Wednesday, April 22, 2009

Zaki's Retro Review: Star Trek II: The Wrath of Khan (1982)

The Wrath of Khan is where I became a Star Trek fan. And all it took was Mr. Spock dying.

When you think about it, after the limp ponderousness of Star Trek: The Motion Picture, it's a wonder a sequel materialized at all. But chalk it up to the undying optimism of loyal Trekkers, enough of whom convinced themselves it was a good movie, and enough of whom gave it enough repeat viewings, that by the time it ended its theatrical window, a movie series had been born (Star Wars fans went through a similar hopeful denial back in '99).

Following a helpful caption telling us that we are "In the 23rd Century," the story unfolds ten years of movie time after the human adventure began, with Admiral Kirk settled into a desk job far from the final frontier, and facing the unwelcome advance of years. While observing a training mission on the Enterprise, now captained by Mr. Spock and piloted by cadets (including Kirstie Alley, in her screen debut as the Vulcan Lt. Saavik), Kirk is forced back into command when an emergency arises at a nearby Starfleet science station.

The "emergency," it turns out, is the returned Khan Noonian Singh (the also-returned Ricardo Montalban), a genetically engineered superman last seen in first season Trek episode "Space Seed," now sporting a mad-on against Kirk for reasons various and sundry. In trying to outwit his cunning opponent, the ensuing cat-and-mouse game sees Kirk reunited with a lost love, meeting his estranged son (Merritt Butrick) for the first time, and in the end saying a final goodbye to his dearest friend.

Now that's more like it.

While the development history of the first film was defined by a burst of initial optimism followed by a rapid succession of poor creative choices, the exact opposite is true for the follow-up. By choosing to make a direct sequel to a TV episode, the filmmakers symbolically signaled their disavowal of the prior entry. Further, by fully embracing issues of love, loss, aging, regret, remorse, and revenge, they made Trek II everything Trek I wasn't. If The Motion Picture was the first gasp of life in a property that had lain comatose with no prospects for recovery, The Wrath of Khan applied the paddles and brought it back to health.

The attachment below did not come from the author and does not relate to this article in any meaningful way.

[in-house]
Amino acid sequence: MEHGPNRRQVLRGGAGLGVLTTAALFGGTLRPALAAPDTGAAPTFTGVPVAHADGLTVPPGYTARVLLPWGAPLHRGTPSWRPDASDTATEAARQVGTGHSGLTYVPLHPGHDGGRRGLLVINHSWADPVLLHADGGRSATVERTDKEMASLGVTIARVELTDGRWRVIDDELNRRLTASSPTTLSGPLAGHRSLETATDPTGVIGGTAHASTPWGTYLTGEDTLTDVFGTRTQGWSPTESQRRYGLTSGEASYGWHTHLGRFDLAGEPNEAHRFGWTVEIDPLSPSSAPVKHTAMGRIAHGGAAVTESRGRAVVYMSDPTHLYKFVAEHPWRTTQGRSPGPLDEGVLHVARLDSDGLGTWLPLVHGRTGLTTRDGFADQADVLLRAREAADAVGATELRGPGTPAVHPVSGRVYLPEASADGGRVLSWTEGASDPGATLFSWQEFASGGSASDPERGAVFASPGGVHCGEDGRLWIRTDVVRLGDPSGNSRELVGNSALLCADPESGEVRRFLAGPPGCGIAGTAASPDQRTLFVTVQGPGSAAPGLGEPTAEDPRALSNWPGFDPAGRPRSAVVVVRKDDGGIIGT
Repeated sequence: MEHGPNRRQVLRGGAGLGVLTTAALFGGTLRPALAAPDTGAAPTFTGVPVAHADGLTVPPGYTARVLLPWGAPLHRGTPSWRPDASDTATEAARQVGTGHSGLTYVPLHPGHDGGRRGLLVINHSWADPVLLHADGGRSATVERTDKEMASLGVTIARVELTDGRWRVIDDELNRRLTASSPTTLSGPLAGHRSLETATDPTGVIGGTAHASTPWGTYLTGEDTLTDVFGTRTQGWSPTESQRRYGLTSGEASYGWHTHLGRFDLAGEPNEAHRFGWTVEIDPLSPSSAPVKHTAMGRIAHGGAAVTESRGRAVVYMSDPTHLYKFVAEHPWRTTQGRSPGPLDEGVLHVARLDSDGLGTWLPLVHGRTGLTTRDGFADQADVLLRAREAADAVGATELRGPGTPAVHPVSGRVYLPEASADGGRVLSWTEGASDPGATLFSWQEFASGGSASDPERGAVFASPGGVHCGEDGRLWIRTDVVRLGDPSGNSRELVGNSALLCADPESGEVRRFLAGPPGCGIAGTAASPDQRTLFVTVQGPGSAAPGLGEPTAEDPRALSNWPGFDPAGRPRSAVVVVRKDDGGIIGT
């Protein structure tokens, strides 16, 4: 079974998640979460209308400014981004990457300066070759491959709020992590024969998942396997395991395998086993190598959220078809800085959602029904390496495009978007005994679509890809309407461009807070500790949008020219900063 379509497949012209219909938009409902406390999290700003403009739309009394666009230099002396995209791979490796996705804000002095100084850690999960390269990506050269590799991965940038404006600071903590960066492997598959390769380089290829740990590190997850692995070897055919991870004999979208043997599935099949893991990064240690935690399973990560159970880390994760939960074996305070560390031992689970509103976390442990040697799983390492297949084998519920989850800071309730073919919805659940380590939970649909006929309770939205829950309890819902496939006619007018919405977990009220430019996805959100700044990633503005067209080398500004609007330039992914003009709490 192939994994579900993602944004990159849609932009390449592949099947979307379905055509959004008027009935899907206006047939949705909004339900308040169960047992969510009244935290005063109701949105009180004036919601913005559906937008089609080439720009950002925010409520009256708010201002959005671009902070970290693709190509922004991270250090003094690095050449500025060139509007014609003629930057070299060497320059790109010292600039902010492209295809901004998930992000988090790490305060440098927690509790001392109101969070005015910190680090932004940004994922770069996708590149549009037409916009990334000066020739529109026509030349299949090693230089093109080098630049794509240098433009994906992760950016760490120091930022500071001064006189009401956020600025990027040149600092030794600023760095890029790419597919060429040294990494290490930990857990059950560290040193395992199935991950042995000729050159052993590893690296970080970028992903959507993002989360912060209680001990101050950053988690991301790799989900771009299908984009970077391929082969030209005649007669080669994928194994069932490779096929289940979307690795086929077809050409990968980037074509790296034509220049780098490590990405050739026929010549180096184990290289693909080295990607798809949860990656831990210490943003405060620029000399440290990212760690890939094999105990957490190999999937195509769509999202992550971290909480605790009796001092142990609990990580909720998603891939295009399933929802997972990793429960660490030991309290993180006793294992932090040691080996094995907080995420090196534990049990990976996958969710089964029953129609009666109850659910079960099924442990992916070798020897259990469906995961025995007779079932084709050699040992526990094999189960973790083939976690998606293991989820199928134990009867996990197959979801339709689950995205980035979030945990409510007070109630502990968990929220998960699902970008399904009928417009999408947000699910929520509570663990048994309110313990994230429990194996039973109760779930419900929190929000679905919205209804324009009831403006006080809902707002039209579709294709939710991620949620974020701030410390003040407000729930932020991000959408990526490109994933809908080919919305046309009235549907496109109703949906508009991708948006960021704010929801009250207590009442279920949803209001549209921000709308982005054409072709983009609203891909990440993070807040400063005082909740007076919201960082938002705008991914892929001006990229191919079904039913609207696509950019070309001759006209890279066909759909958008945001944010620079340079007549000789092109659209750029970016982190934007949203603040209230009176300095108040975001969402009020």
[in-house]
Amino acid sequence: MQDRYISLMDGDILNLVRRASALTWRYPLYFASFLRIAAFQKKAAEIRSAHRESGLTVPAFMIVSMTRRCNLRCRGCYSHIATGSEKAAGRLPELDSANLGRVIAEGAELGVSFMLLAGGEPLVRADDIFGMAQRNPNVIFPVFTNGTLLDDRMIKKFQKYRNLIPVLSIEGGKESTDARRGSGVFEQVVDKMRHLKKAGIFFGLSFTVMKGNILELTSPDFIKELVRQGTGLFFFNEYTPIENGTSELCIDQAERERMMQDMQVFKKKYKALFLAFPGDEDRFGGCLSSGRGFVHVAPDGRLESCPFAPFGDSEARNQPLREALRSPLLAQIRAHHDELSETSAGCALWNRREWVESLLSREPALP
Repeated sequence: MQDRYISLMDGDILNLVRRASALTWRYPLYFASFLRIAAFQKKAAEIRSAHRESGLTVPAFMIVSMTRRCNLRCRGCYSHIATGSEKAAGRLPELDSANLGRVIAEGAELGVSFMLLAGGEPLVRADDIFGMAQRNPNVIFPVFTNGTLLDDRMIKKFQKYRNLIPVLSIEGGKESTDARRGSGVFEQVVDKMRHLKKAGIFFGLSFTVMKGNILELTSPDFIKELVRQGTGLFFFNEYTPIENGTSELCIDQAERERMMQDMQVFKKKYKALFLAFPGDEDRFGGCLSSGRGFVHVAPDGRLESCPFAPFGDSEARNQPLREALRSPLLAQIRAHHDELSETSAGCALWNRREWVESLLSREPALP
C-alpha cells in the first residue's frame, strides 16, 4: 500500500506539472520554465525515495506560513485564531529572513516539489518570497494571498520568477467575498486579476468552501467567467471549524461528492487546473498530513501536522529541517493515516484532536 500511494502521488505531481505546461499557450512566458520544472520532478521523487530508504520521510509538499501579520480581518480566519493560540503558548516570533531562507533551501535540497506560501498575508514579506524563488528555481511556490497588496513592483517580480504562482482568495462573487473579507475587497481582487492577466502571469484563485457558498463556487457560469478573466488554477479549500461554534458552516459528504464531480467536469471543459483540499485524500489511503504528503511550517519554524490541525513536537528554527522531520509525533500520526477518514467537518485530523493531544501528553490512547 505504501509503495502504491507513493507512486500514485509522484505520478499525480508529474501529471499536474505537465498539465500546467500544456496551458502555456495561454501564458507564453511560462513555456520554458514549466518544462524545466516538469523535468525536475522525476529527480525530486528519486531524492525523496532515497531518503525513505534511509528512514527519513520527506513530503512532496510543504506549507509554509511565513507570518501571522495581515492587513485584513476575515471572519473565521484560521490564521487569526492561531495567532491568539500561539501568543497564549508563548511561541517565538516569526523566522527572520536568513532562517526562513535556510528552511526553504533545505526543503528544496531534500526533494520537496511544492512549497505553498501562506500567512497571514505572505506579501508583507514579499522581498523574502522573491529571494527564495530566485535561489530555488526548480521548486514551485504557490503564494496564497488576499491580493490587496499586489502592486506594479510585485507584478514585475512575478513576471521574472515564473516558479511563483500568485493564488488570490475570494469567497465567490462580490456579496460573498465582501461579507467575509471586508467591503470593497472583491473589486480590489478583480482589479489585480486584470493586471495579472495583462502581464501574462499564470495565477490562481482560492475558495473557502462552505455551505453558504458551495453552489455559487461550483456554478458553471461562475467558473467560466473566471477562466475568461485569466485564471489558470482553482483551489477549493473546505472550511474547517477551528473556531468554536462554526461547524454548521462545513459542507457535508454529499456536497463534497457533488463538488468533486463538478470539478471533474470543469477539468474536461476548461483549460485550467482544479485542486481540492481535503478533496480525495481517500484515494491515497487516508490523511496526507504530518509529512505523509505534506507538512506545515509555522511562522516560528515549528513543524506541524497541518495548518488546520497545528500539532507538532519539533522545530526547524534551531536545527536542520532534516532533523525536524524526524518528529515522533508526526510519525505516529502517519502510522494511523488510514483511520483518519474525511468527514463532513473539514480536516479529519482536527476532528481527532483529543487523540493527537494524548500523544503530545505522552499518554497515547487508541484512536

In examining the film and the myriad of ways in which it works, probably the best thing that could have happened for the property's longterm viability was Paramount's downgrading the budget back to "TV" levels and, even more importantly, removing Star Trek creator Gene Roddenberry from the producer's perch he occupied previously, kicking him into the mostly toothless "Executive Consultant" role he would occupy for the remaining Trek features in his lifetime.

While there's no question that without his initial stewardship of the TV series there wouldn't be any Star Trek to talk about at all, much less movies and sequels to movies, the creative missteps of The Motion Picture nevertheless made clear that Roddenberry had long since parted ways with his original vision for the show. He would get a chance to redo Trek "his" way in 1987, and as far as how that turned out, we can talk about that a few movies down the road.

The first ingredient in the one-two punch reclamation of Star Trek was the hiring of Harve Bennett, fresh off stints shepherding televised sci-fi like The Six Million Dollar Man and The Bionic Woman, to produce. The second was the masterstroke of Nicholas Meyer being brought onboard to craft the script and direct. Meyer, an unusually literary, practiced hand equally comfortable behind the camera as the keyboard (and who previously graced the genre with 1979's twisty Time After Time) used his initial unfamiliarity with the concept to view it with fresh eyes and strip it down to its basics (a practical necessity, given the rampant budget cuts).